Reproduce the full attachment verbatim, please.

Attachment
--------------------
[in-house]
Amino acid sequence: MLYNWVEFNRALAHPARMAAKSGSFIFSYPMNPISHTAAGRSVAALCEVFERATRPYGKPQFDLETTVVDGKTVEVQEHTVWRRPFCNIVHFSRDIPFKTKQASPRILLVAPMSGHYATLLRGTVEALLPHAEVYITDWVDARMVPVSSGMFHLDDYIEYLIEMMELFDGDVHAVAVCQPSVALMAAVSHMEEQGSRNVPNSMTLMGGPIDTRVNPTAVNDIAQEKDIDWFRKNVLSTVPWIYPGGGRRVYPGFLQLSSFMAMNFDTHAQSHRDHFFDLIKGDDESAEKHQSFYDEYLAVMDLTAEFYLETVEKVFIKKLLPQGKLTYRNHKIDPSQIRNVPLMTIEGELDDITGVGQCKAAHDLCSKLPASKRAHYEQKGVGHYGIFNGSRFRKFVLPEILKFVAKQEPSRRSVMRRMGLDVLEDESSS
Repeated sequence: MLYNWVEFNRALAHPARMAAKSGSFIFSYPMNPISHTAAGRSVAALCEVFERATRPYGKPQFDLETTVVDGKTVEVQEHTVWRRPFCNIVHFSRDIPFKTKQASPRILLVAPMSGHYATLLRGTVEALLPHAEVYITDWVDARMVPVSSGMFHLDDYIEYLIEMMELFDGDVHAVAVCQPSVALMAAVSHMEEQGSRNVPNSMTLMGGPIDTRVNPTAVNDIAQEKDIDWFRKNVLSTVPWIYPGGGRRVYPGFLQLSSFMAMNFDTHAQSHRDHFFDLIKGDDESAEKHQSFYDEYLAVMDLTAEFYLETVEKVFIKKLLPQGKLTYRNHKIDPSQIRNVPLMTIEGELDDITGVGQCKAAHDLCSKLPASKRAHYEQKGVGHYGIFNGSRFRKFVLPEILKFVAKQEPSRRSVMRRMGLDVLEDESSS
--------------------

[in-house]
Amino acid sequence: MLYNWVEFNRALAHPARMAAKSGSFIFSYPMNPISHTAAGRSVAALCEVFERATRPYGKPQFDLETTVVDGKTVEVQEHTVWRRPFCNIVHFSRDIPFKTKQASPRILLVAPMSGHYATLLRGTVEALLPHAEVYITDWVDARMVPVSSGMFHLDDYIEYLIEMMELFDGDVHAVAVCQPSVALMAAVSHMEEQGSRNVPNSMTLMGGPIDTRVNPTAVNDIAQEKDIDWFRKNVLSTVPWIYPGGGRRVYPGFLQLSSFMAMNFDTHAQSHRDHFFDLIKGDDESAEKHQSFYDEYLAVMDLTAEFYLETVEKVFIKKLLPQGKLTYRNHKIDPSQIRNVPLMTIEGELDDITGVGQCKAAHDLCSKLPASKRAHYEQKGVGHYGIFNGSRFRKFVLPEILKFVAKQEPSRRSVMRRMGLDVLEDESSS
Repeated sequence: MLYNWVEFNRALAHPARMAAKSGSFIFSYPMNPISHTAAGRSVAALCEVFERATRPYGKPQFDLETTVVDGKTVEVQEHTVWRRPFCNIVHFSRDIPFKTKQASPRILLVAPMSGHYATLLRGTVEALLPHAEVYITDWVDARMVPVSSGMFHLDDYIEYLIEMMELFDGDVHAVAVCQPSVALMAAVSHMEEQGSRNVPNSMTLMGGPIDTRVNPTAVNDIAQEKDIDWFRKNVLSTVPWIYPGGGRRVYPGFLQLSSFMAMNFDTHAQSHRDHFFDLIKGDDESAEKHQSFYDEYLAVMDLTAEFYLETVEKVFIKKLLPQGKLTYRNHKIDPSQIRNVPLMTIEGELDDITGVGQCKAAHDLCSKLPASKRAHYEQKGVGHYGIFNGSRFRKFVLPEILKFVAKQEPSRRSVMRRMGLDVLEDESSS